Podiyam Bapiraju and his family were staying in a tarpaulin tent when I visited Itukulakota in the last week of February 2018. Their four-room brick-and-mud house had partially collapsed on October 10, 2017, when this village in Polavaram mandal of Andhra Pradesh got flooded.
“We lost utensils, hens, goats [and other items] worth a total of more than 10,000 rupees,” says Bapiraju, 45, a Koya Adivasi farmer. Itukulakota is a predominantly tribal village, home to around 180 Koya families. Bapiraju cultivates two acres of podu (forest) land and has taken three more on a Rs. 10,000 per acre annual lease. “I grow black gram on these five acres. The crop got washed out after the floods and the 70,000 rupees I invested in it in July  has gone down the drain,” he says.
The tarpaulin sheets for the tent cost Rs. 2,500, which Bapiraju bought from Polavaram town, around six kilometres away, after working on nearby farms and saving some money. He and his family spent over a month in the open until then, and cooked and slept next to their damaged house. It was winter and the nights were cold under the sky. Their neighbours – those who had concrete houses that were not damaged in the flood – gave them food and blankets.
When I visited Itukulakota again in mid-April the family – Bapiraju, his wife, 22-year-old son Mutyala Rao, daughter-in-law and 19-year-old daughter Prasanna Anjali – was still staying in the tent, with a makeshift kitchen for cooking and an open bathing area. In December, local trade union activists had put up sheds with asbestos roofs beside the tent, and the family was using both as shelters.
As were 16 other Koya families – the villagers’ counting and my own – who too lost their houses in the floods.
The water entered the village thrice in a span of 10 days between October 2 and October 12. The first and the third floods were minor, but the water that swept through Itukulakota on October 10 caused huge losses. It rose to around three feet, and mercifully, there were no deaths, because the people climbed on to the roofs of the concrete structures in the village.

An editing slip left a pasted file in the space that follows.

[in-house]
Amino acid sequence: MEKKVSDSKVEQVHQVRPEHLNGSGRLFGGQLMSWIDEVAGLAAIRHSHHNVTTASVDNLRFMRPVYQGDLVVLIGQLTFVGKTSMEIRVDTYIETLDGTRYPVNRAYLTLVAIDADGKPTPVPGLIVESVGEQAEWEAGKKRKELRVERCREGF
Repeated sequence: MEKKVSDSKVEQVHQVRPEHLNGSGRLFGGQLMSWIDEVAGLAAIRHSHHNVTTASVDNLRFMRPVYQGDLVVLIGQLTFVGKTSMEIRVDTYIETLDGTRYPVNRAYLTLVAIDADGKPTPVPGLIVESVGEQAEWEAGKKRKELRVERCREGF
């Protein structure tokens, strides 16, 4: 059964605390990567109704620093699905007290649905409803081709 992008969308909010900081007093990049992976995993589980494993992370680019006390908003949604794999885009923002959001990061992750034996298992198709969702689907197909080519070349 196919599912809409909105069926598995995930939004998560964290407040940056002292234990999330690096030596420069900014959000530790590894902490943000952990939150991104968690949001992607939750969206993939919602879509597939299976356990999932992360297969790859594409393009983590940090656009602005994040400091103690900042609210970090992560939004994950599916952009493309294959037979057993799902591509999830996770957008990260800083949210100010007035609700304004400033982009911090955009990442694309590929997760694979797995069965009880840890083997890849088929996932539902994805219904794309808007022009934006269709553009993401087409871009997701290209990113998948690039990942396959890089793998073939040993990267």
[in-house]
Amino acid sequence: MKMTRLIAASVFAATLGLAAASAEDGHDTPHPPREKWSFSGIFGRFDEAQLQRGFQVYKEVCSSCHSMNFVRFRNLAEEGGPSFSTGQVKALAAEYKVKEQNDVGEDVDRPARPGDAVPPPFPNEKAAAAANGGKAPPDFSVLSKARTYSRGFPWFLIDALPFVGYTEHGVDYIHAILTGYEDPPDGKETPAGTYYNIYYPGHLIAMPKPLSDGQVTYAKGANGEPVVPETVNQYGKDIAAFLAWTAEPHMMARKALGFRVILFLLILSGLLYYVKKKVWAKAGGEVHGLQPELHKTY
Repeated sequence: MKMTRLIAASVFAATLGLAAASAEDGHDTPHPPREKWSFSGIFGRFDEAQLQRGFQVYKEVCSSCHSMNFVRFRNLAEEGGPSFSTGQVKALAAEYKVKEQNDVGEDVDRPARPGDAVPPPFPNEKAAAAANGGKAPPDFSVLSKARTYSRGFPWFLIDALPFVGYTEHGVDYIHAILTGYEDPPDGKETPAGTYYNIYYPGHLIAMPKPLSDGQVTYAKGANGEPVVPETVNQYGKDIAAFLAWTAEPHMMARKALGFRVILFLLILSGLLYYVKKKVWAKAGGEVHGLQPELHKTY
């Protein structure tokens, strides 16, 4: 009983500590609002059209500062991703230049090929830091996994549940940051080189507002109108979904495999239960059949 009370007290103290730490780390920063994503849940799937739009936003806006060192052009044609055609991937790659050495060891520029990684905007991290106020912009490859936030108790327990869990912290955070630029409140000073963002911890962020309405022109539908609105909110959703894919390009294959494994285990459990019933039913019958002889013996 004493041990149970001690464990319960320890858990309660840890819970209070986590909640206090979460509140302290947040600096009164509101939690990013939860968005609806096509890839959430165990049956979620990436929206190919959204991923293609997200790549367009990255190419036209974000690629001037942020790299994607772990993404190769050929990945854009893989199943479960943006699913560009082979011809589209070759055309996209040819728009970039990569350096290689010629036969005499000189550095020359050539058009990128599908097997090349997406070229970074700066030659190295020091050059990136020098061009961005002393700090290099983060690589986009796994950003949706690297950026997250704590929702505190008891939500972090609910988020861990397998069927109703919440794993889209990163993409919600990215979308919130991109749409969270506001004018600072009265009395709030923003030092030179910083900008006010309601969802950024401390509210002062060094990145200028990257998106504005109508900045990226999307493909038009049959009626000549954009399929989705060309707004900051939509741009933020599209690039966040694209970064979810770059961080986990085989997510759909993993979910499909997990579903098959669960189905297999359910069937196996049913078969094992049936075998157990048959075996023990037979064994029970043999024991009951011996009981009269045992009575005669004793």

The 174-kilometre long Indirasagar (Polavaram) Right Canal, which runs through West Godavari and Krishna districts, was completed in 2015-2016. Itukulatota is located at the foothills of the Papikondalu mountain range. The village is the starting point of the canal, which takes water from the Godavari river basin to the Krishna river basin. Two streams, one from Metthappakota and another from Sunnalagandi (both hamlets of Chegondapalle village), which are on the top of the hills, flow down and join each other just before reaching Itukalakota. This larger stream then joins the Polavaram Right Canal at Itukulakota.
Six conduits facilitate the joining. Conduits are openings which allow water to flow freely from the stream to the canal. In the monsoon of 2016, the conduits were not clogged and there was no flooding.
But this changed rapidly. “Four conduits are completely blocked and the other two are partially blocked with plastic, which is the primary reason of the floods,” says Siva Ramakrishna, 58, a farmer in Itukulakota, whose house was not affected by the flood. Most of the plastic, the villagers say, is garbage from the villages upstream of Itukulakota.
“The floods and thereby such huge material loss could have been avoided if the irrigation department and the Polavaram project people [the Water Resources Department] had acted with some responsibility and cleaned the conduits after the small flood earlier that month,” adds Ramakrishna, who is also an activist with the Communist Party of India, Marxist, and from the only non-Koya family in the village.
Madakam Lakshmi, a 38-year-old widow, also lost her house in the flood. In the first week of November, she got tarpaulin sheets for Rs. 2,000 from Polavaram town. “I pitched a tent on the terrace of the adjacent building. My neighbours are generous, but I can’t stay there forever,” said Lakshmi when I met her in February. Lakshmi’s one acre farm on forest land is her only source of livelihood. Her maize crop was completely damaged in the flood.